Our intensive investigation in the northern sector of the Bargarh uplands, particularly in the upper courses of the Danta and other tributaries of the Jira, brought to light a large number of localities associated with Late Acheulian-Middle Palaeolithic/microlithic assemblages with dense to thin scatters of lithic materials exposed on the surface in primary/semi-primary contexts (Figure 4). Only two sites have been subjected to limited excavations, viz., Barpadar (21º 22’59.88”N; 83º29’20.87” E) on Jira [34] and the site of Torajunga (21º29´22.70´´N; 83º32´ 23.11´´E), which is located on the upper course of the Danta stream, a tributary of the Jira. The site is relatively well preserved with intact physical condition and without any evidence for fluvial intervention (Figure 5); however major part of the southern part is badly eroded with reel and gully erosion (Figure 6) with scatter of artefacts exposed on the surface. The site was selected for limited excavations between 2015 and 2018. In 2015 a detailed survey and documentation of exposed surface artefact scatters was carried out in and around the site [31], which resulted in the discovery of 670 artefacts of Early- Late Middle Palaeolithic phases, represented by small to medium sized bifaces, a variety of scrapers, denticulates, notched tools, awls, burins, tanged points, etc., besides Levallois, Kombewa and flake-blade cores, all made out of medium-fine grained quartzite, as well as flakes-blades and microliths of cryptocrystalline silica group of rocks, particularly locally available chert (Figure 7).The site is located about 250 meterssouth of the right bank of the Danta stream, the channel bed (Elevation: 191m amsl) of which is about fifteen meters below the highest point of the site with elevation of 206m amsl. In 2015 an exposed section was thoroughly scrapped to determine culture sequence and stratigraphic succession (Figure 8). The upper level of litho unit-2, yielded microliths of quartz and chert and dated by OSL to 12.8 ± 2.8 ka (TBO-1). Subsequently, three trial trenches were taken east of the undisturbed surface, a comparative lithostratigraphy of which is given in Figure 9. Although microliths of chert and milky quartz occur in almost all the excavated trenches overlying sedimentary unit of fine-coarse rubble in lateritic matrix associated with Early Middle Palaeolithic artefacts, Trench-III is particularly significant for yielding red ochre milling-stone and used pestles on a floor associated with microliths (Figure 10). Based on the colour, texture, compactness and material remains, six sedimentary units could be identified (Figure 11). While stratum five, with a thickness of about 25-30cm, composed of fine to coarse rubbles in a lateritic matrix yielded thoroughly prepared miniature handaxe of triangular shape, besides tanged point and a few flakes including scrapers with semi-invasive retouching, all made out of medium to fine grained quartzite, the overlying deposit (Stratum-4), particularly from the lower level with a thickness of about 15-20cm yielded flakes-blades, bladelets, backed bladelets, lunates and other artefacts made out of chert, milky quartz and a few quartz crystal. An activity floor was detected at a depth of 110cm with scatter of lithic materials (Figure 12). Significantly, the assemblage recovered from above the Stratum-5 did not yield any artefact ofquartzite. Interestingly, the chert used in the manufacture of tools and otherartefacts were locally procured, several exposed beds of which have been documented nearby the area, adjacent to the southern flank of the Debrigarh-Lohara massif during our survey.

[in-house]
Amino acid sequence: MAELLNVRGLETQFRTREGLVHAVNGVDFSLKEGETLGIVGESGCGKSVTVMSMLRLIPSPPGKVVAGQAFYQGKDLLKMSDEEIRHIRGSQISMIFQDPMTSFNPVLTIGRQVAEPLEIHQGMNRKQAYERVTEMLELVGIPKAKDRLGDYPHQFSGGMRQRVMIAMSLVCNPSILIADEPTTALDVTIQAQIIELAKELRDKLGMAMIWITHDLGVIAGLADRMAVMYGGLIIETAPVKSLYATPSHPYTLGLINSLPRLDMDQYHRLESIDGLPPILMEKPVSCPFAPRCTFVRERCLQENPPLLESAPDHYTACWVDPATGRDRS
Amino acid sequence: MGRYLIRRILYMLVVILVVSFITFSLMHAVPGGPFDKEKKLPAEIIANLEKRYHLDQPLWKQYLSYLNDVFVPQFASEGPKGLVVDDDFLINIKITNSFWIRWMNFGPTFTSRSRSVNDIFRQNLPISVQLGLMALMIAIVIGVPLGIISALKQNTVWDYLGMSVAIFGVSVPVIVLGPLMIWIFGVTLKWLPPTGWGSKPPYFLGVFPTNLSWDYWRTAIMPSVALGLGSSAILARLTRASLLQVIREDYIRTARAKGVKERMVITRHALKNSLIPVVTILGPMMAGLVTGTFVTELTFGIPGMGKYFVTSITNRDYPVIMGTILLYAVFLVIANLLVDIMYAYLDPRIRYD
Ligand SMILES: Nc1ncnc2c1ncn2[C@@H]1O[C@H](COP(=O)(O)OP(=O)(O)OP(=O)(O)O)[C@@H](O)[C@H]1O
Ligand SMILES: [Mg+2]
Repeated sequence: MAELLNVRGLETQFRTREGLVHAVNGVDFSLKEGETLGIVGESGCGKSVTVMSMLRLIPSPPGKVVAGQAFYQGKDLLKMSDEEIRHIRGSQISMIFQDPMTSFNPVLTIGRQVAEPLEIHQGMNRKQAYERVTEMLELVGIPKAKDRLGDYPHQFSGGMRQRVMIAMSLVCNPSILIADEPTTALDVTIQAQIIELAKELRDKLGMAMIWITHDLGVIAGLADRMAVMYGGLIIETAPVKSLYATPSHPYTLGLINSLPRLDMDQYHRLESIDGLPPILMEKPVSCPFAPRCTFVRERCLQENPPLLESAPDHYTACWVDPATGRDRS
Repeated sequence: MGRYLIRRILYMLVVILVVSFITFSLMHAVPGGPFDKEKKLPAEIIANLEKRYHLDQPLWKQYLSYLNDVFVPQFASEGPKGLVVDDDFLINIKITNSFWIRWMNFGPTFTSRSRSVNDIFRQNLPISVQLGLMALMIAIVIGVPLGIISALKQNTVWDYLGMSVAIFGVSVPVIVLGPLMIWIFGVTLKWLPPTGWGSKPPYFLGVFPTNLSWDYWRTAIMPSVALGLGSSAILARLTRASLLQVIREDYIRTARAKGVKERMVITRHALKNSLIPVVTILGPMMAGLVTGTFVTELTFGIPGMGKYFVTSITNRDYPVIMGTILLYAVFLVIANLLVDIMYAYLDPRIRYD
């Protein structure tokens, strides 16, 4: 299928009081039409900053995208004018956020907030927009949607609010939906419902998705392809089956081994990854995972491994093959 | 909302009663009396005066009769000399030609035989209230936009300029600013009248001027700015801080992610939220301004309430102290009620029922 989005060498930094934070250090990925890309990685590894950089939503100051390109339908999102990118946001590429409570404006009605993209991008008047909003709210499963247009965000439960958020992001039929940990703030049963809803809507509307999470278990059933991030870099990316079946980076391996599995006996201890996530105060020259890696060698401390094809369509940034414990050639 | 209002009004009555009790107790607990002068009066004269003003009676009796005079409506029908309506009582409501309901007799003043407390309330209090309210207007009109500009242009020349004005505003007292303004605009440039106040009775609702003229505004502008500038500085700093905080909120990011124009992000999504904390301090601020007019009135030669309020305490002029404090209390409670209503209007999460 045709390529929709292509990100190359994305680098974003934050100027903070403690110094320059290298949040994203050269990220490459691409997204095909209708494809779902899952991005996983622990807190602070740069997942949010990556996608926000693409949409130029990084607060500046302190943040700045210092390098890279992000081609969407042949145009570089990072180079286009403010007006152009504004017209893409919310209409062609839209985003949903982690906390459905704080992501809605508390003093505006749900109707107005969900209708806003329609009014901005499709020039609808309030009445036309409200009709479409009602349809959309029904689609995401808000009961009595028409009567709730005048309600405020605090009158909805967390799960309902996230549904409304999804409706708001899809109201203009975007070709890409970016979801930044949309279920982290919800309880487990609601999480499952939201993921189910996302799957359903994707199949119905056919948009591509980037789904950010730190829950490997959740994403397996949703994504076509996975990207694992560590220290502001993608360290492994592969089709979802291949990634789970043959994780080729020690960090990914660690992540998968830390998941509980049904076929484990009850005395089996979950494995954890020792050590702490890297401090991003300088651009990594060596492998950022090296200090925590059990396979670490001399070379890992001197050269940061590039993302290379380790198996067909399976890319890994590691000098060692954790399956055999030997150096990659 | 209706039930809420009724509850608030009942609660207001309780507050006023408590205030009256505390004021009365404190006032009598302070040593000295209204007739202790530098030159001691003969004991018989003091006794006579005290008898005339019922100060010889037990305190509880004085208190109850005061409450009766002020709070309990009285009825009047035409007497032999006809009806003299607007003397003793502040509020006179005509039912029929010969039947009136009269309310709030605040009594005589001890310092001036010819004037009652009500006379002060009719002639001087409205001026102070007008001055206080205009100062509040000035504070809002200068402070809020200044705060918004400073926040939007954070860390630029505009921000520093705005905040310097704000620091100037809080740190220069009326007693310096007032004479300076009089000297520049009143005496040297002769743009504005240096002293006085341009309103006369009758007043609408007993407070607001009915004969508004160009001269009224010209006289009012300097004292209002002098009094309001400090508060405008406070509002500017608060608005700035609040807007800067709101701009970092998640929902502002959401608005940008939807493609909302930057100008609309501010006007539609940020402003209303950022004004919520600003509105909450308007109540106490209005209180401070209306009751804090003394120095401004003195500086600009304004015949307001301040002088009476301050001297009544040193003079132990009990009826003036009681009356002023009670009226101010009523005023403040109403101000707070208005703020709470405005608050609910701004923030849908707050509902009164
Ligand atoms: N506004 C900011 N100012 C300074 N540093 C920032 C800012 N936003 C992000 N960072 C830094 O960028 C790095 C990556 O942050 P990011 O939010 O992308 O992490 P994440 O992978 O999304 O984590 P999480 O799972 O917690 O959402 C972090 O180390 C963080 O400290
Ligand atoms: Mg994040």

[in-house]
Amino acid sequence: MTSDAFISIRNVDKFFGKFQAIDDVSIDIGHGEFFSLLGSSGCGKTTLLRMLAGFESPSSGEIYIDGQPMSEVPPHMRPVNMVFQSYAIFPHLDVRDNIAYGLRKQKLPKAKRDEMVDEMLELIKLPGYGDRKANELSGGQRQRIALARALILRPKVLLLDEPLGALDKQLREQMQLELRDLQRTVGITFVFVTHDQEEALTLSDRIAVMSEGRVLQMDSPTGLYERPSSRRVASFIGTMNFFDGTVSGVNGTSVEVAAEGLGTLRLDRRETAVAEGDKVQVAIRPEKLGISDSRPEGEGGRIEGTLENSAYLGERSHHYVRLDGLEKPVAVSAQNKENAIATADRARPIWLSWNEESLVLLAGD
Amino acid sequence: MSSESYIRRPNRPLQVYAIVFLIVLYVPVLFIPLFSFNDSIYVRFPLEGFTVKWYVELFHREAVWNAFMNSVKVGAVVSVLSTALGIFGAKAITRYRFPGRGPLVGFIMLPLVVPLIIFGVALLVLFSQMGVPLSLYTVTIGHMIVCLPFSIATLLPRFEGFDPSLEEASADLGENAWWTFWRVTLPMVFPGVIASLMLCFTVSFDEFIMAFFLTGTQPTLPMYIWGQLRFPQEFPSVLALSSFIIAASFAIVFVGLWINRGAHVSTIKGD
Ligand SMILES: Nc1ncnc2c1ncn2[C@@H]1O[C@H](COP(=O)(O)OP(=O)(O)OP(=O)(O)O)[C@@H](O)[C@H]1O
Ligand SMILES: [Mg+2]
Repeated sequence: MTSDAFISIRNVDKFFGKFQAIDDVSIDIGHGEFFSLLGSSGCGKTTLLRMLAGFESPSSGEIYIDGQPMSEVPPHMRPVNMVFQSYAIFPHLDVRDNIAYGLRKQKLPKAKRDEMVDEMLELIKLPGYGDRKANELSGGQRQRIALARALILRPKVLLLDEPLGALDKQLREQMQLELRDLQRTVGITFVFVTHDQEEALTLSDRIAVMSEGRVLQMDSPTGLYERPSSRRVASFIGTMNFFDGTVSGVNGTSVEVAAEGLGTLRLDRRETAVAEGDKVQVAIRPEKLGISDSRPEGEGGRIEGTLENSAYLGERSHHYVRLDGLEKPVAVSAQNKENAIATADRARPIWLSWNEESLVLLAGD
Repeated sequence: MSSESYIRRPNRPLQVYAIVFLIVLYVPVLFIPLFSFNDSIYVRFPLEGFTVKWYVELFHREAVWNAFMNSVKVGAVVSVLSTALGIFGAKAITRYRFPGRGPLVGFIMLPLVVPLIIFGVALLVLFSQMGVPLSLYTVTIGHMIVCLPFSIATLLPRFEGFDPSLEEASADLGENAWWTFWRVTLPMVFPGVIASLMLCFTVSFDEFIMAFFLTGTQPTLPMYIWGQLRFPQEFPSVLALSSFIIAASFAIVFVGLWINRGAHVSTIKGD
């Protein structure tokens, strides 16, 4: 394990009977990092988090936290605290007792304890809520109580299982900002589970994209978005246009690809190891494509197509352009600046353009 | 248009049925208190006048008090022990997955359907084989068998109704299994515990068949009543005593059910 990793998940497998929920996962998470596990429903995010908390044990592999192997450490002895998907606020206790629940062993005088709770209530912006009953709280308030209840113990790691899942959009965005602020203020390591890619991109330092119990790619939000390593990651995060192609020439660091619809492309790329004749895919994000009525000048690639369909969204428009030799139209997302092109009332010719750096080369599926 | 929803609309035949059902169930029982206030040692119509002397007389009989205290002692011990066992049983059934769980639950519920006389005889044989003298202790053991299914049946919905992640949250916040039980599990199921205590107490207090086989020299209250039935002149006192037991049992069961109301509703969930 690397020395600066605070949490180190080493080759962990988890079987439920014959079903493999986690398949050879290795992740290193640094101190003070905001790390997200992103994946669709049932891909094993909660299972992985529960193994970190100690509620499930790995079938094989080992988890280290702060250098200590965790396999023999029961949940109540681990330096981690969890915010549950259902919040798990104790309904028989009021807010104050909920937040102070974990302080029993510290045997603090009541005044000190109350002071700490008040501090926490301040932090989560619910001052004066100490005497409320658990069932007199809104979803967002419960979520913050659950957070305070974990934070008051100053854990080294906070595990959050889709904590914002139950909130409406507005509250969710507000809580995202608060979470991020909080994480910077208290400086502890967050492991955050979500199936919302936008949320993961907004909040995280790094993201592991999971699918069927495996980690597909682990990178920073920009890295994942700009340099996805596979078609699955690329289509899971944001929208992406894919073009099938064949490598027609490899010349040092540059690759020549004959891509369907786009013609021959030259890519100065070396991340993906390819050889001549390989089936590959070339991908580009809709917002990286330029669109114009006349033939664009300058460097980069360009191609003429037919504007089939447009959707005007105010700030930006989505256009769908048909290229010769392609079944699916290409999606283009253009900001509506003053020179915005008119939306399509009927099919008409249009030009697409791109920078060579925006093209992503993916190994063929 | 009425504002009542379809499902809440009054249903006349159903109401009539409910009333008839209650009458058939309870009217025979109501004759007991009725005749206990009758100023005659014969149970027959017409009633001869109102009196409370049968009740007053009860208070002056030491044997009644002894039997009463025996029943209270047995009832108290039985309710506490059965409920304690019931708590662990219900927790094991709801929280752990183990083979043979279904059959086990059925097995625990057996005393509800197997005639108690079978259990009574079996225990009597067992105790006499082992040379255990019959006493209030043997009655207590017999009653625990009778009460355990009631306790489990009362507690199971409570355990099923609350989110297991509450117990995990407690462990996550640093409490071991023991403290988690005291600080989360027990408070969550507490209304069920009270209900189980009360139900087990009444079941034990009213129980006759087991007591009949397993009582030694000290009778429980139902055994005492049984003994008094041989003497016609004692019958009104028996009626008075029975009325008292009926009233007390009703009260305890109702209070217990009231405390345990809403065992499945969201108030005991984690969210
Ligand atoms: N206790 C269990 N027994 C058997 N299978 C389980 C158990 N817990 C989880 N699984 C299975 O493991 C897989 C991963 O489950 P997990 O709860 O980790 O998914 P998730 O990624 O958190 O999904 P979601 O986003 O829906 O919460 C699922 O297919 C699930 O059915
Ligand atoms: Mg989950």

Figure 4: Distribution of Late Acheulian-Middle Palaeolithic/Microlithic Assemblages in the Northern Sector of Bargarh Upland.


Figure 5: A-Site Map of Torajunga, B- Topographic Features of the Site with the Location of Trench-III.


Figure 6: A general View of the Southern part of the Torajunga site with eroded badland topography.


Figure 7: Artifact belonging to the early Middle Palaeolithic/Microlithic (A,B,C) and concentration of exposed Flake-Blade of Chert on the eroded surface.


Figure 8: Stratigraphic Profile of Section with Litho-stratigraphic description taken in 2015.


Figure 9: A Composite View of the Stratigraphic Profile at Torajunga.


Figure 10: A- General View of the Excavation of Trench-III, B- View of the Working Floor at a depth of 110m from the surface with the Location of Ochre milling stone along with Microliths.


Figure 11: Litho-Stratigraphic Profile of Trench-III.


Figure 12: Scatters of Lithic Artifacts/Microliths along with the location of Used Red Ochre Blocks.


The activity floor exposed at a depth of 110cm has yielded a large roughly rectangular-shaped lump of used grinding block/ milling stone of red ochre with ground shallow surface on one of the faces and two small ovaloid-shaped used polishers/pestles, which were found beneath the grinding stone (Figure 13). The details of these specimens are given in the Table 1. The available evidence clearly suggests production of red ochre powder through grinding technique at this site.

Figure 13:Used Red Ochre Blocks.